First Patient Successfully Transported by First U.S. Mobile Stroke Unit

The unit, based in Texas, is equipped with a CT scanner, allowing a stroke unit team member to quickly assess patients and administer tPA

HOUSTON, June 4, 2014—The University of Texas Health Science Center at Houston (UTHealth) Medical School, in partnership with Memorial Hermann-Texas Medical Center (TMC), is proud to announce that the UTHealth Mobile Stroke Unit has successfully transported and helped save the life of its very first patient.

The unit, which is the first and only of its kind in the nation treating patients, is a specially-equipped ambulance with a CT (computed tomography) scanner that allows a stroke unit team member to quickly assess whether a patient is having a stroke caused by a blood clot and, if so, the clot-buster tPA (tissue plasminogen activator) can be administered.

Since becoming fully licensed and ready to go live late last month, the unit was dispatched for the very first time to 30-year-old Maureen Osaka's home near downtown Houston after 911 received a call from Osaka's friend that the woman was suffering from stroke-like symptoms.

"I felt so weak, I couldn't use my hand and I was so dizzy," said Osaka. "I couldn't stand up so I started crawling from the living room to my bedroom, thinking I was going to lie down and go to sleep to hopefully feel better - I didn't know what was going on. But before I could make it to my room, the whole left side of my body stopped working and I could no longer see, so I made it to the phone and blindly started dialing the only numbers I knew."

Upon arrival, the mobile stroke unit team assessed Osaka then moved her into the ambulance where they immediately started the CT scan. Within minutes, they were able to confirm Osaka was not only suffering a stroke but probably had one of the rarest and most fatal types of stroke, a basilar artery occlusion, which means the blood clot was blocking an artery that provides blood to the brain stem.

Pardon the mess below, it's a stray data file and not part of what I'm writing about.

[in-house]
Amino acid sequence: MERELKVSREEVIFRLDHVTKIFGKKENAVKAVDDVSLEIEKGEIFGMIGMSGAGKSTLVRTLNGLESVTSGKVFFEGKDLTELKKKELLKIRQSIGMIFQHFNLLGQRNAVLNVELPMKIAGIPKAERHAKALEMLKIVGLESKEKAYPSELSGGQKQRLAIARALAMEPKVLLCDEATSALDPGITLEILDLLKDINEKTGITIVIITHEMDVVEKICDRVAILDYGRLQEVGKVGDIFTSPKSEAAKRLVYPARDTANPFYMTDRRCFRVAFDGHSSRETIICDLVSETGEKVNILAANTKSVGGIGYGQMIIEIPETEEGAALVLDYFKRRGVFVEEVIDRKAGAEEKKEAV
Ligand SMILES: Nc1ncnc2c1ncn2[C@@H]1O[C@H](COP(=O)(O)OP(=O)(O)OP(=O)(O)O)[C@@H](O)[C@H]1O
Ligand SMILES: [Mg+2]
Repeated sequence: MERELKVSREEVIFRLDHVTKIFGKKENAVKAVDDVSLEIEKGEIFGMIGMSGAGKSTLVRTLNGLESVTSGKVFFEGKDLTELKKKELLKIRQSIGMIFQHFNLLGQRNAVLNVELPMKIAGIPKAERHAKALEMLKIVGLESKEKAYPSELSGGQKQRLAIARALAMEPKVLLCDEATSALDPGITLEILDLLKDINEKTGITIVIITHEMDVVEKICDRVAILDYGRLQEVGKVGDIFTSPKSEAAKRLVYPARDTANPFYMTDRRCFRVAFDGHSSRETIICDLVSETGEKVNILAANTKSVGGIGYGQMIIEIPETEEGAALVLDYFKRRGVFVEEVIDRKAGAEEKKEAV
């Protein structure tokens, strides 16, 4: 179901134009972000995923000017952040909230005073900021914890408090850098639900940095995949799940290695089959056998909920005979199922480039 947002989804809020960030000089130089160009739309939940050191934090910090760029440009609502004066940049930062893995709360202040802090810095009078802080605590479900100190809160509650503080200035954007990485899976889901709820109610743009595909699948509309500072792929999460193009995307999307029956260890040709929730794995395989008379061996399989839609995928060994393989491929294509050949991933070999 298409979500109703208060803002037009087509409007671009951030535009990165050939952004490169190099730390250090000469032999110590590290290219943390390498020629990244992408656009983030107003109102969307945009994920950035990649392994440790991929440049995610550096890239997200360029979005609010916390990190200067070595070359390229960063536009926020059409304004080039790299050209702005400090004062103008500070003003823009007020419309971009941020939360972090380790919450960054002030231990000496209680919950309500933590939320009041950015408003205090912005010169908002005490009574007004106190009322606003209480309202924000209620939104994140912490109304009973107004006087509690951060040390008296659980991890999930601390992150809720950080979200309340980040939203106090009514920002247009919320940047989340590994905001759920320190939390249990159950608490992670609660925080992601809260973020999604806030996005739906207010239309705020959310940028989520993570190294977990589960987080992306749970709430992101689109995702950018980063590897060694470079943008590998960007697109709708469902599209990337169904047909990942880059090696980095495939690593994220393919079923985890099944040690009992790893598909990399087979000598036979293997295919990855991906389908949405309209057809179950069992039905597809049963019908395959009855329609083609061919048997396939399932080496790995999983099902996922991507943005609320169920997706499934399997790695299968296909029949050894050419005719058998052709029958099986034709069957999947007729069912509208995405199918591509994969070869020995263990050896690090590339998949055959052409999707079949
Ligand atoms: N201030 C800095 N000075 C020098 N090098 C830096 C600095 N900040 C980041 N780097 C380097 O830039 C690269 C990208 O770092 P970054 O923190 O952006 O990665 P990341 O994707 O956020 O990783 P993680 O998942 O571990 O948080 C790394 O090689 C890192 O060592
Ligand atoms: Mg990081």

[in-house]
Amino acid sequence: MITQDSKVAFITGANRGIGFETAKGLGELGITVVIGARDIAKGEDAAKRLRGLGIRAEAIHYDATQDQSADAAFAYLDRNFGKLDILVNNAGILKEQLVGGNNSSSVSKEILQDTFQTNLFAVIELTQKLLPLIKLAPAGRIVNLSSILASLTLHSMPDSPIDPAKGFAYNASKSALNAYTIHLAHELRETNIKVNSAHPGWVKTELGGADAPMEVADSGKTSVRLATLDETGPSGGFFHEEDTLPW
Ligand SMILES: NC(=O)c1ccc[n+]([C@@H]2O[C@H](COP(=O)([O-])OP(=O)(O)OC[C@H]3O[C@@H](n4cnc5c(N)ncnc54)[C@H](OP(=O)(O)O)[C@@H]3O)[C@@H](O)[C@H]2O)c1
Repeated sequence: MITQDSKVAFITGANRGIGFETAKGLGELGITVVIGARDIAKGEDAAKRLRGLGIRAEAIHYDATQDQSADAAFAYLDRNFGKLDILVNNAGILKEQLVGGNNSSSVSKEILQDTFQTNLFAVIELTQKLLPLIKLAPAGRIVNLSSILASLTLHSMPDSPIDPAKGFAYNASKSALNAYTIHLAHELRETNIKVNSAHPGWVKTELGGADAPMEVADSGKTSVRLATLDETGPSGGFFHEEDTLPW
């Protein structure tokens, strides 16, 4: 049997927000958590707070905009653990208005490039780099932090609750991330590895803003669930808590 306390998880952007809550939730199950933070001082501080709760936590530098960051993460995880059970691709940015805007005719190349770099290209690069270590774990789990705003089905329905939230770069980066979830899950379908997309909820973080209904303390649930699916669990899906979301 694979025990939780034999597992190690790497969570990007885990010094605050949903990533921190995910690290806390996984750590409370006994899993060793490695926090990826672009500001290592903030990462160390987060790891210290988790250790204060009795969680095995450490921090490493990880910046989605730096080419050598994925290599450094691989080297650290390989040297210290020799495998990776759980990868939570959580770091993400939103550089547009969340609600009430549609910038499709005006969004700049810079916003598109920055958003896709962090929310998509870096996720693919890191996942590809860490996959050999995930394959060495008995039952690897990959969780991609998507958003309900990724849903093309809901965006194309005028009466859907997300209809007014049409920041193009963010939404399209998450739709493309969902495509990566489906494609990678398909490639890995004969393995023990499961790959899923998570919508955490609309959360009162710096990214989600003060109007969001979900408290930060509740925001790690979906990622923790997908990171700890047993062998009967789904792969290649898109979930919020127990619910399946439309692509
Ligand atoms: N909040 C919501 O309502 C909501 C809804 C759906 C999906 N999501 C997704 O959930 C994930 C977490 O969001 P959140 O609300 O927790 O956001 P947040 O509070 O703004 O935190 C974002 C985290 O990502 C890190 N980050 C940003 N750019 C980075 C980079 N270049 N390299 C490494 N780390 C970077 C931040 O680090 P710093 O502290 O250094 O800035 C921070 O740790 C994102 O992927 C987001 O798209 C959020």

Having the critical information they needed from the scan, the team was able to begin administering tPA treatment on site, before the ambulance even left the scene for the Comprehensive Stroke Center at the Mischer Neuroscience Institute at Memorial Hermann-TMC. "The type of stroke that Ms. Osaka suffered is often difficult to diagnose, so in addition to speeding treatment, the Mobile Stroke Unit brings specialized stroke expertise right to the patient's home at a time when it is needed most," said James C. Grotta, M.D., the neurologist who led the team that treated Osaka that day.

"tPA is the only FDA-approved treatment for an ischemic stroke, but it must be given within three hours of the first signs of stroke to be most effective," added Dr. Grotta, who is also director of stroke research in the Clinical Institute for Research & Innovation at Memorial Hermann-TMC and director of the mobile stroke unit consortium that will also include the stroke teams from Houston Methodist Hospital and St. Luke's Medical Center, local businesses and philanthropists. "It typically takes an hour once a stroke patient arrives in the emergency room to receive treatment, and that's not counting transport time. In these situations, every minute - every second - counts, so the earlier the clinical team can intervene, the better the outcome."

"Ms. Osaka was treated approximately 78 minutes after she first felt sick. Fewer than one percent of all stroke patients are treated that quickly. When she first arrived at the Memorial Hermann-TMC Emergency Center, her basilar artery was still blocked, but by the time the team got her up to the endovascular suite to try to extract the clot, it had already largely dissolved," said Dr. Grotta.

Mark Dannenbaum, M.D., neurosurgeon with the Mischer Neuroscience Institute at Memorial Hermann-TMC and associate professor in the department of neurosurgery at UTHealth, performed the endovascular procedure to remove the rest of the blood clot from her brain. Patients with an acute basilar artery occlusion, the type of stroke that Osaka suffered, typically have a mortality rate of greater than 85 percent. Those who survive are often left partially paralyzed or otherwise severely disabled, whether mentally, physically or both. But just days after her stroke, Osaka was moving her left side, speaking clearly and walking independently.

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